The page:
And if belonging to the Church is, in a sense, organic, then belonging is necessary. If to be a Christian, one must be born, then we must be born of some mother — mother Church, the body of Christ, to use these biblical images. It makes sense, too, that there is one mother of Christians. The logic of such imagery is that the bond of believers is like family, a bond that is not just biological but spiritual — yet always tangible and visible. This is how fathers like St. Cyprian of Carthage, an early bishop and martyr from the third century, can say the rather hard things he did. “He who has turned his back on the Church shall not come to the rewards of Christ: he is an alien, a worldling, an enemy,” he wrote. “You cannot have God for your Father if you have not the Church for your mother” (On the Unity of the Catholic Church 1.6).
Today, many find this offensive because it cuts at our modern sense of individualism, and that’s understandable. Yet a few things should be said in St. Cyprian’s defense. First, he was a martyr writing during brutal years of persecution when belonging to the Church was quite dangerous. That by itself— I’ve always thought — calls for respect. Christianity wasn’t a pastime for him as it is for many of us. Second, St. Cyprian was writing in a time, because of persecution, when many Christians forsook the Faith because they feared death. To avoid persecution, all Christians had to do was offer a little incense in honor of the Capitoline gods and be on their way, silencing for just a moment their professed absolute obedience to Christ. Christians flaked left and right, and the question of what to do with these “lapsed” believers tore the Church in two, literally. Persecution gave way to schism. And St. Cyprian — thinking people’s souls in jeopardy because of it simply did not share our carefree view of Christian division — had to put things in the starkest of terms: “You cannot have God for your Father if you have not the Church for your mother.” Yes, harsh, but if what we’ve said about the Church is true, what else could St. Cyprian have said? St. Cyprian is not speaking in institutional or bureaucratic terms or in modern terms of choice or affiliation but, like St. Irenaeus, organically. He’s not talking about institutional loyalty but about birth and life. People are mystically born into the Church; they don’t just join it, he believed. Thus, belonging to the Church is a life-and-death business, St. Cyprian assumed. One cannot renounce it and hope to survive, just as a child would not survive without the nurturing care of his or her mother. This may not be how a lot of people think about Christianity or the Church today, but it is the ancient way of thinking about it and nearer the biblical way, too. And, with some nuance, it’s also the Catholic way, even today.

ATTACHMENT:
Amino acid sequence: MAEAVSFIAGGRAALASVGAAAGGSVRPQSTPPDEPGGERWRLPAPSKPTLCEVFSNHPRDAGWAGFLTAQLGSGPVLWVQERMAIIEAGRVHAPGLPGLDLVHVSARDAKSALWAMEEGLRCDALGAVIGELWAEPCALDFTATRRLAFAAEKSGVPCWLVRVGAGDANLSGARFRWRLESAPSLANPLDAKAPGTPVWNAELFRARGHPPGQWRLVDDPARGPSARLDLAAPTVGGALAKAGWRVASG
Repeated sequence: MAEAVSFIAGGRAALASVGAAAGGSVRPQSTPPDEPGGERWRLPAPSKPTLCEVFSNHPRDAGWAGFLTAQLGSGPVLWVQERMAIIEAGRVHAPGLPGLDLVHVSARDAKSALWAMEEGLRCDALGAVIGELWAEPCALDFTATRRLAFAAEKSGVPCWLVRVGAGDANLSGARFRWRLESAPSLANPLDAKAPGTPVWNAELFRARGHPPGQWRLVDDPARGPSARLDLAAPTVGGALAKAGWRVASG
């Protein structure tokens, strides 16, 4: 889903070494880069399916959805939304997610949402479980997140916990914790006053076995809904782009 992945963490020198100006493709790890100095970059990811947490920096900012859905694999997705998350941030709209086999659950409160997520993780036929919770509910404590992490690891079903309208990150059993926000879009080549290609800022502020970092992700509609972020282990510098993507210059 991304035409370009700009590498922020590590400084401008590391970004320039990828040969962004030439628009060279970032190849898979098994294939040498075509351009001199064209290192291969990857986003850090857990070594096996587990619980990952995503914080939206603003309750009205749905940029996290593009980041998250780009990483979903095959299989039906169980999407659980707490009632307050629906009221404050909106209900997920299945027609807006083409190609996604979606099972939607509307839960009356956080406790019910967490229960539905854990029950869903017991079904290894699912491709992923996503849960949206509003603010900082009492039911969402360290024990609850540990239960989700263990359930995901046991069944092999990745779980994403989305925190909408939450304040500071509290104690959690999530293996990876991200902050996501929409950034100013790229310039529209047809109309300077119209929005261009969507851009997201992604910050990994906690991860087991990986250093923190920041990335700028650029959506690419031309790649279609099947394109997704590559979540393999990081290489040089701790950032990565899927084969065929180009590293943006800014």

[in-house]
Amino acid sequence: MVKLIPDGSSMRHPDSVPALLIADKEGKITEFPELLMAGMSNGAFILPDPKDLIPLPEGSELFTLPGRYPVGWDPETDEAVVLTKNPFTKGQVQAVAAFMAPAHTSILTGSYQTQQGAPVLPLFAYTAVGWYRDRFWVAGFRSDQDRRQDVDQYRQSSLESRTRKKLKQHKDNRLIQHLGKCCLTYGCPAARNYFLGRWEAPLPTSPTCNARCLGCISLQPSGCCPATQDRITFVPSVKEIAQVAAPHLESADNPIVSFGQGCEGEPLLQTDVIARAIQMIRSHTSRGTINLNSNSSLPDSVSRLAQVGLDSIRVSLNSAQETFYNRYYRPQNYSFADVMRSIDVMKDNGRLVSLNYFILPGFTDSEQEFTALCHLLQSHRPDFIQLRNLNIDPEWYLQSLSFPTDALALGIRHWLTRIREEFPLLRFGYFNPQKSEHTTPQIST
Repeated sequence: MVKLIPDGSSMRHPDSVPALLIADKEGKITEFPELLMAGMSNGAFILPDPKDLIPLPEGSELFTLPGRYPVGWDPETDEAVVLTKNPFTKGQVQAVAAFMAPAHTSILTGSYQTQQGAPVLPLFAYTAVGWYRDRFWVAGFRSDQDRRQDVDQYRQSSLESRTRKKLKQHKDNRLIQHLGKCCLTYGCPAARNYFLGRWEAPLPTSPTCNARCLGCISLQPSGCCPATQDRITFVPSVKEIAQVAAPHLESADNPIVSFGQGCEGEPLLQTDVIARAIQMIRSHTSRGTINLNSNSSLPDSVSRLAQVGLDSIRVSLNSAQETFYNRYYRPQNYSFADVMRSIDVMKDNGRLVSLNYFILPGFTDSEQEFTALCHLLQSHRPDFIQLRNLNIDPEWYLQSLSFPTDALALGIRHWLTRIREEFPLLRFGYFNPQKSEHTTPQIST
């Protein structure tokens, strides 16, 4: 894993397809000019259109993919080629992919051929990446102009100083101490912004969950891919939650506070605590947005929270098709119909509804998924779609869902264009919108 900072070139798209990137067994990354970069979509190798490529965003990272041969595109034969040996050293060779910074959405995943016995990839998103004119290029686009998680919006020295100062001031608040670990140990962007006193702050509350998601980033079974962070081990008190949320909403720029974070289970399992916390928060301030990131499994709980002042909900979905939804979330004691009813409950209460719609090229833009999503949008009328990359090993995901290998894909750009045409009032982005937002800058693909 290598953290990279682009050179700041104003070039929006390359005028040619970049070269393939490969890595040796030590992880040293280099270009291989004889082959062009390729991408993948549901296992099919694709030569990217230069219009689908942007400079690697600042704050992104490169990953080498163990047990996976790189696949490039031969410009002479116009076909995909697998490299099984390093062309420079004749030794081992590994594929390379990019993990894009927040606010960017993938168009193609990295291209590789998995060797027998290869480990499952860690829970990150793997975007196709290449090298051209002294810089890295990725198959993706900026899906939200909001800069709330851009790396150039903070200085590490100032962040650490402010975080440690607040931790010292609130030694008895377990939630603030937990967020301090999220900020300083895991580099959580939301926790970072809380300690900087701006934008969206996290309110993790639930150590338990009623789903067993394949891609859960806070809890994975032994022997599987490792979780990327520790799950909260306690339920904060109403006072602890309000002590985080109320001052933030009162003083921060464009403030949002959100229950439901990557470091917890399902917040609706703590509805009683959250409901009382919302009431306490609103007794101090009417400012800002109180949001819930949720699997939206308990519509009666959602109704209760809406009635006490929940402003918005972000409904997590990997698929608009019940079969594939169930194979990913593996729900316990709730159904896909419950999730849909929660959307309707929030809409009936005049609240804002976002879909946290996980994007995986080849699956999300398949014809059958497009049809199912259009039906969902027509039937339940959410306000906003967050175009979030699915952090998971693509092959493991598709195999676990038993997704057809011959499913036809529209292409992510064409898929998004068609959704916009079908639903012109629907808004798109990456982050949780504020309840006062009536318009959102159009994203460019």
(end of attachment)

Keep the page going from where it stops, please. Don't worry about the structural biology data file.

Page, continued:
In this small florilegium we move now, a few centuries on, to St. Augustine, the great fifth century bishop from northern Africa. Writing in his City of God, St. Augustine echoes the Letter to the Hebrews: the “immortal and blessed beings” in heaven — the angels — love us. They are compassionate toward us, for “their aim is for our immortality and blessedness.” And that’s because the angels “with us make one City of God.” They too belong to the Church. “Part of this City, the part which consists of us, is on pilgrimage; part of it, the part which consists of angels, helps us on our way” (City of God 10.17). Remember the Sanctus at Mass. Remember the Church cosmic. Again, we’re not talking about some mere human institution, some sociological happenstance, but the City of God — a body, a bride, a mother, one communion born in the Trinity.
But, of course, this oneness, this communion, will not be perfected in this life. This is not to say the reunion of Christians is impossible; rather, it’s to remember that the communion of the one Church will be perfected only in heaven. It’s to remember that ultimately this one Church we seek is God’s work and not ours. St. Augustine often thought of Christian communities in terms of Acts 4:32, that the Church was a people of one heart and one soul. He thought of monks and nuns that way, the priests who lived with him, and married couples, too. “Out of many souls there will arise a city of people with a single soul and a single heart turned to God,” he wrote. But, of course, the “perfection of our unity will come about after this pilgrimage” when, finally, “no longer will anyone be in conflict with anyone about anything” (The Excellence of Marriage 18.21). It’s a beautiful thought, really — the Church, an organic communion of peace, perfected ultimately in heaven. This is the Church, the body of Christ, the bride, mother. There are so many other images we’ve not even hinted at, yet the truth each image evokes is the same. The Church is no mere human institution, but a communion, the oneness of the Father and the Son in the Spirit. This is Catholic belief, what we believe.
Father Joshua J. Whitfield is pastor of St. Rita Catholic Community in Dallas and author of “The Crisis of Bad Preaching” (Ave Maria Press, $17.95) and other books. Read more from the series here.